It had been hard for' him that spake it to have put more truth and untruth together, in few words, than in that speech: "Whosoever is delighted in solitude is either a wild beast or a god: for it is most true that a natural and secret hatred and avcrsation towards society iu any man hath somewhat of the savage beast; but it is most untrue that it should have any character at all of the divine nature, except it proceed, not out of a pleasure in solitude, but out of a love and desire 2to sequester a man's self for a higher conversation, such as is found to have been falsely and feignedly in some of the heathen—as Epimenides the Candian, Numa the Roman, Empedocles the Sicilian, and Apollonius of Tyana, and truly and really in divers of the ancient hermits and holy fathers of the Church. But little do men perceive what solitude is, and how far it extendeth: for a crowd is not company; and faces are but a gallery of pictures; and talk but a tinkling cymbal, where there is no love. The Latin adage 'meeteth with it a little, " Magna civitas, magna solitudo;" because in a great town friends are scattered, so that there is not that fellowship, for the most part, which is in less neighbourhoods. But we may go further, and affirm most truly that it is a mere and miserable solitude to want true friends, without which the world is but a wilderness: and even in this sense also of solitude, whosoever in the frame of his nature and affections is unfit for friendship, he taketh it of the beast, and not from humanity.
A principal fruit of friendship is the ease and discharge of the fulness and swellings of the heart, which passions of all kinds do cause and induce. We know diseases of stoppings and suffocations are the most dangerous in the body; and it is not much otherwise in the mind. You may take sarza to open the liver, steel to open the spleen, flowers of sulphur for the lungs, castoreum for the brain; but no 4receipt openeth the heart but a true friend, to whom you may impart griefs, joys, fears, hopes, suspicions, counsels, and whatsoever lieth upon the heart to oppress it, in a kind of civil shrift or confession.
It is a strange thing to observe how high a rate great kings and monarchs do set upon this fruit of friendship whereof we speak ; so great, as they purchase it many times at the hazard of their own safety and greatness: for princes, in regard of the distance of their fortune from that of their subjects and servants, cannot gather this fruit except (to make themselves capable thereof) they raise some persons to be, as it were, companions and almost equals to themselves; which many times 6sorteth to inconvenience. The modern languages give unto such persons the name of favourites, or 6privadoes, as if it were matter of grace, or conversation; but the Roman name attaineth the true use and cause thereof, naming them "7participes curarum," for it is that which tieth the knot. And we see plaiuly that this hath been done, not by weak and 8 passionate princes only, but by the wisest and most politic that ever reigned; who have oftentimes joined to themselves some of their servants, whom both themselves have called friends, and allowed others likewise to call them in the same manner, using the word which is received between private men.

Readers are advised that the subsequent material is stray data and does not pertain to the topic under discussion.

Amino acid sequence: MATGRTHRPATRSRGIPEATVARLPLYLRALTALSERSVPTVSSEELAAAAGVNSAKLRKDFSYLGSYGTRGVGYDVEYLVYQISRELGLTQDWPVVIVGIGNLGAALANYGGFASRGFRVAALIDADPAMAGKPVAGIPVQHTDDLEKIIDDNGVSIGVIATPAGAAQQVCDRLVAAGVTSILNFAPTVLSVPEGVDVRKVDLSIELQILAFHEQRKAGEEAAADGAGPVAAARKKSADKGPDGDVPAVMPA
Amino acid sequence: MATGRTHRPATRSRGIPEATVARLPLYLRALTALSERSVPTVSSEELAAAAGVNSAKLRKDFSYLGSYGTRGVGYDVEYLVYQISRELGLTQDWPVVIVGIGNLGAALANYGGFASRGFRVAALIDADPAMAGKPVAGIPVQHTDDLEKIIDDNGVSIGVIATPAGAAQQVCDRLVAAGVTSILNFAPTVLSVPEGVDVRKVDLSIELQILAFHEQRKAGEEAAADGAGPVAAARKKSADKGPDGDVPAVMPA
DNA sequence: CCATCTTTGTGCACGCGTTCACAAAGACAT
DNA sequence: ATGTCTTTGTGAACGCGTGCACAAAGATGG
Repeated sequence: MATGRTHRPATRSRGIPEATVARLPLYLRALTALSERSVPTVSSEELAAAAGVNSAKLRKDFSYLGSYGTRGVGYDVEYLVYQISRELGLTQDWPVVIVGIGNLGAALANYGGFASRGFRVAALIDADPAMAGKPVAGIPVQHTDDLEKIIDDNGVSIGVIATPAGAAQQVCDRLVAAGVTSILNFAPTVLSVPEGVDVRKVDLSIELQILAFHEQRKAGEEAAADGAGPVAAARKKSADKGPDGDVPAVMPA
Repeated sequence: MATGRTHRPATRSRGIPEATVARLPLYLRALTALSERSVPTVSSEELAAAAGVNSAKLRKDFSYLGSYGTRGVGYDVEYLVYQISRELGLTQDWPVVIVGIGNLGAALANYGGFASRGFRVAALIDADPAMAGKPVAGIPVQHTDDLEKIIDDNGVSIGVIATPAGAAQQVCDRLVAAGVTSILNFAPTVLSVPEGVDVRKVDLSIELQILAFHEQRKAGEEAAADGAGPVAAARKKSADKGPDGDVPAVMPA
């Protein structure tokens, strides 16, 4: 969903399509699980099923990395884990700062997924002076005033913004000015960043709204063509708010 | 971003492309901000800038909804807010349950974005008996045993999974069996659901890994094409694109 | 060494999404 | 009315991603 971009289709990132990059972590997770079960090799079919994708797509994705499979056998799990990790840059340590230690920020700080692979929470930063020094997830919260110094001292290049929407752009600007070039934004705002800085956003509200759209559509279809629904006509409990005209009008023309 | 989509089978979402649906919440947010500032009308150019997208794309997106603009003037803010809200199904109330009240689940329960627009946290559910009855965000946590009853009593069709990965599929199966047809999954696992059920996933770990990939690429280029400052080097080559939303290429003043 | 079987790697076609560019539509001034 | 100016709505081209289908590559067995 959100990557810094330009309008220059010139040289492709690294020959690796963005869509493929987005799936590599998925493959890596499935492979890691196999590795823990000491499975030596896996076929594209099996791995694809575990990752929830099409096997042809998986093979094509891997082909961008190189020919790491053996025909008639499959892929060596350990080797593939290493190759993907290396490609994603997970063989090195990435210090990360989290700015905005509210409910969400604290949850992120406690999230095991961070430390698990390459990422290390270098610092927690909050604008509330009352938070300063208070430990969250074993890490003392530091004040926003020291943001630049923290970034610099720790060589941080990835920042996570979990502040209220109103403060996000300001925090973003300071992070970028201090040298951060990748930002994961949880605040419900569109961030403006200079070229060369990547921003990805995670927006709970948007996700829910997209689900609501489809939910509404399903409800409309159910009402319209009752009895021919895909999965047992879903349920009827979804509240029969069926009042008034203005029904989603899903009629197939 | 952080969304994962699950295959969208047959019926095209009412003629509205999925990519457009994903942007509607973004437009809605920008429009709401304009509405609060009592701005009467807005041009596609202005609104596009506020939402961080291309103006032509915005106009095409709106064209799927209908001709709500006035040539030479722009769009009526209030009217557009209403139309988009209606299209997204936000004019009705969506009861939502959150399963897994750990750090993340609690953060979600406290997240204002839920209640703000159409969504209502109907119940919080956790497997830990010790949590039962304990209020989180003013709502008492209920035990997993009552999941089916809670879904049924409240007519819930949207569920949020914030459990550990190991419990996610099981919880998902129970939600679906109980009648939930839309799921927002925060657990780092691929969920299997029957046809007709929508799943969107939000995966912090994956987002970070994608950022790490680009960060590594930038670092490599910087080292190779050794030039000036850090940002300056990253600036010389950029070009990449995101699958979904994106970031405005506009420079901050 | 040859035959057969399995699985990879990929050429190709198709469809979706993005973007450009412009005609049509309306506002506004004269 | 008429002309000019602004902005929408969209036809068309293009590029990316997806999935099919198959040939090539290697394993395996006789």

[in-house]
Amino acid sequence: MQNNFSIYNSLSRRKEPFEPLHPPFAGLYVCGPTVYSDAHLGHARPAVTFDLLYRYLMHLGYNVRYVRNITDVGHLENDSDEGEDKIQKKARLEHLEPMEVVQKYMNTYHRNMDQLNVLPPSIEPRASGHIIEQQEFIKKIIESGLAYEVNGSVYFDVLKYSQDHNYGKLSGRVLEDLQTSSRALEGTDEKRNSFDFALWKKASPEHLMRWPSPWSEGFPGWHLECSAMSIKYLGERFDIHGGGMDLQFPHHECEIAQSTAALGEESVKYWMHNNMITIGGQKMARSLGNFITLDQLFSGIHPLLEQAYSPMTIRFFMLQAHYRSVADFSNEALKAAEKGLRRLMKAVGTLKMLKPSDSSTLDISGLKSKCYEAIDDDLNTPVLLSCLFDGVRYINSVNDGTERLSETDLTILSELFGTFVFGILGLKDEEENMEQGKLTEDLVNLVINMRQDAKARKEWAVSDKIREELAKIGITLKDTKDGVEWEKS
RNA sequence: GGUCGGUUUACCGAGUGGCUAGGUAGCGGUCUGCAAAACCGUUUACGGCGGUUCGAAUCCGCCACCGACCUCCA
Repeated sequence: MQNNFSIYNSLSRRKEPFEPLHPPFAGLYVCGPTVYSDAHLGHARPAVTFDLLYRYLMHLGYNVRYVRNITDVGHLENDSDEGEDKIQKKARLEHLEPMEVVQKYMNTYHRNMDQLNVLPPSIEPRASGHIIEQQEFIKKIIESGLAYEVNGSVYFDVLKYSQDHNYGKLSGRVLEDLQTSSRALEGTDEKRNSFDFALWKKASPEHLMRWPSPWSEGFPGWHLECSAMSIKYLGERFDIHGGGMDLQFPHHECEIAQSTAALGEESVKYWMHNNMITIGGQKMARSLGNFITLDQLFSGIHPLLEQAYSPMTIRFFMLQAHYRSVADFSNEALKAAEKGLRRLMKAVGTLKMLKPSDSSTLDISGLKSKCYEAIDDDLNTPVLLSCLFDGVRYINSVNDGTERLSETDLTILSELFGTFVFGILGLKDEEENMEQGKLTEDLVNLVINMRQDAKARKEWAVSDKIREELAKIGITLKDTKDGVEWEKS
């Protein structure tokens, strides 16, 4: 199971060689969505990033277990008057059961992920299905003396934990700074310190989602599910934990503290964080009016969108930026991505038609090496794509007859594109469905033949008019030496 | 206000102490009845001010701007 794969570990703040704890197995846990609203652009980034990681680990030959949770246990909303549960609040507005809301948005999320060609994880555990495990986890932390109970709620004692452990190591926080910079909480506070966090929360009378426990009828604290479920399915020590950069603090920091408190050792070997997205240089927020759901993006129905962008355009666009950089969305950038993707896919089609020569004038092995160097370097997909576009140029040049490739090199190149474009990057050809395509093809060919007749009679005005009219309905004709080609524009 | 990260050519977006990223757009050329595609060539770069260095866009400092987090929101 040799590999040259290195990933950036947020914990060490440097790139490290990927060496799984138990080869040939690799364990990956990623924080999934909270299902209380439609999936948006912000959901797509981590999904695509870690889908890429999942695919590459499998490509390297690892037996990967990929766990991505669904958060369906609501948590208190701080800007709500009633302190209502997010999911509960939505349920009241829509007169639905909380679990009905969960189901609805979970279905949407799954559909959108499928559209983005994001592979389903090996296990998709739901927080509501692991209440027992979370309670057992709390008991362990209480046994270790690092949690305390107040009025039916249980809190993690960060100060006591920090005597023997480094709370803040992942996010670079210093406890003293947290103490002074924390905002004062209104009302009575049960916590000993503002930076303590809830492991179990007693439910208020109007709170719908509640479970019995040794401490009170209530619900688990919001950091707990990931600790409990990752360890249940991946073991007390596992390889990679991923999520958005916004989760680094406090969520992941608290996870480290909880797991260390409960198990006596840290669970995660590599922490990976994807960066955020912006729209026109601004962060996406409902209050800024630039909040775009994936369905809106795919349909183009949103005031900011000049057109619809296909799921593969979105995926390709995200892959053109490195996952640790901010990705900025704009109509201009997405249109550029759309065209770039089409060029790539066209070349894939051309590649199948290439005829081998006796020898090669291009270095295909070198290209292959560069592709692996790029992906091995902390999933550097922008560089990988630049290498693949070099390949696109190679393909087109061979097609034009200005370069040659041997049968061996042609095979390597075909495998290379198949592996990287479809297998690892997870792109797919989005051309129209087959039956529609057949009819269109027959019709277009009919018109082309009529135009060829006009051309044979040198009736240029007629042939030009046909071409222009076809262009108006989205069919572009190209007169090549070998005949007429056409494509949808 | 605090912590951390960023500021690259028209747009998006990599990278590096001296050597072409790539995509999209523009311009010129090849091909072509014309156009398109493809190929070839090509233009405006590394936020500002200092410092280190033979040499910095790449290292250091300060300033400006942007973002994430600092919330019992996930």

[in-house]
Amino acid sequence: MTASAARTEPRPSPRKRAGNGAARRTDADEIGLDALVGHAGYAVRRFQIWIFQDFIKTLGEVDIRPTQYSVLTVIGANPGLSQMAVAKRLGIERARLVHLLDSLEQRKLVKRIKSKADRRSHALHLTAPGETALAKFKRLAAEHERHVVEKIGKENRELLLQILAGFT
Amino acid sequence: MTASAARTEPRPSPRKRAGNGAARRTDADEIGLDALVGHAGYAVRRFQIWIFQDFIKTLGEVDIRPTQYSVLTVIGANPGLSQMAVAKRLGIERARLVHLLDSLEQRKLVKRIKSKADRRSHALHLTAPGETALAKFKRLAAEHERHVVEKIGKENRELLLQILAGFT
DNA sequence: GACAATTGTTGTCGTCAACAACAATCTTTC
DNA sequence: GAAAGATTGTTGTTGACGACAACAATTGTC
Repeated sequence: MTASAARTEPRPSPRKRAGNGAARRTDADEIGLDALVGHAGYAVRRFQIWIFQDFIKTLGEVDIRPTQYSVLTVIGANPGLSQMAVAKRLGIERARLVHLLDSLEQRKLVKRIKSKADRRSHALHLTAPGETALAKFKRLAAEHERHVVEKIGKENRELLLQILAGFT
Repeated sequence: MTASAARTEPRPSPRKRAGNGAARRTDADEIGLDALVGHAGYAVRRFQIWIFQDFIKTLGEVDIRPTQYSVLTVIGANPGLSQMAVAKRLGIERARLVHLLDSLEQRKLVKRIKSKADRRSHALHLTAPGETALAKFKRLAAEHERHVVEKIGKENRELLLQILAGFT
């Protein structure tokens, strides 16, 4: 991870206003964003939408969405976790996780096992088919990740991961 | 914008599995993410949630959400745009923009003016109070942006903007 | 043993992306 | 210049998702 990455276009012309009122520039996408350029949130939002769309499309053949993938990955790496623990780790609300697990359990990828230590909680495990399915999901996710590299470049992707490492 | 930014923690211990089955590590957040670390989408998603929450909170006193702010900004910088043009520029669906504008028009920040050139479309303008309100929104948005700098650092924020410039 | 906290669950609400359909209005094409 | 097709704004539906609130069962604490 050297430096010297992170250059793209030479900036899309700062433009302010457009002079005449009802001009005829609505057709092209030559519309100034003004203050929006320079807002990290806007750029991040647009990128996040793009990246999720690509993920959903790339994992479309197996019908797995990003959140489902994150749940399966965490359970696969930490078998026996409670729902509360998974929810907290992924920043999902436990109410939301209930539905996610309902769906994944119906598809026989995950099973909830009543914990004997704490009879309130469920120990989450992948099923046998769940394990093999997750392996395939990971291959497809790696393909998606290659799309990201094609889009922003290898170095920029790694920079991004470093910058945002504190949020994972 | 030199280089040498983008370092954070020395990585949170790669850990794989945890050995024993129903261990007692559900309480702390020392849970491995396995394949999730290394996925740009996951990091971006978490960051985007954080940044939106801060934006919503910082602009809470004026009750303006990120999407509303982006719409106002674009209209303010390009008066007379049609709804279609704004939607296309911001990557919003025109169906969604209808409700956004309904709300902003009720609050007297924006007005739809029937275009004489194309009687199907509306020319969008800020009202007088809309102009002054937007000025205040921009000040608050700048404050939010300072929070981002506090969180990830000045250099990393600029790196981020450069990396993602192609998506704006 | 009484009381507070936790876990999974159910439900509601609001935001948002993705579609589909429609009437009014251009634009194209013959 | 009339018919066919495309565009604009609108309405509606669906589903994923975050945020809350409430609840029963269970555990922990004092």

9 L. Sy 11a, when he commanded Rome, raised Pompey (after surnamcd the Great) to that height that Pompey vaunted himself for Sylla's overmatch; for when he had carried the consulship for a friend of his against the pursuit of Sylla, and that Sylla did a little resent thereat and began to speak great, Pompey turned upon him again, and in effect bade him be quiet, "for that more men adored the sun rising than the sun setting." With Julius Caesar, Decimus Brutus had obtained that interest, as he set him down in his testament for heir in remainder after his nephew. 10 And this was the man that had power with him to draw him forth to his death; for when Caesar would have discharged the Senate, in regard of some ill presages, and specially a dream of Calpurnia, this man lifted him gently by the arm out of his chair, telling him he hoped he would not dismiss the Senate till his wife had dreamt a better dream. And it seemeth his favour was so great, as Antonius, in a letter which is recited verbatim in one of Cicero's Philippics, calleth him "venefica"—"witch;" as if he had enchanted Caesar. Augustus raised Agrippa (though of mean birth) to that height, as when he consulted with Maecenas about the marriage of his daughter Julia, Maecenas took the liberty to tell him that he must either marry his daughter to Agrippa or take away his life ; there was no third way, he had made him so great. With Tiberius Caesar, Sejanus had ascended to that height, as they two were termed and reckoned as a pair of friends. Tiberius in a letter to him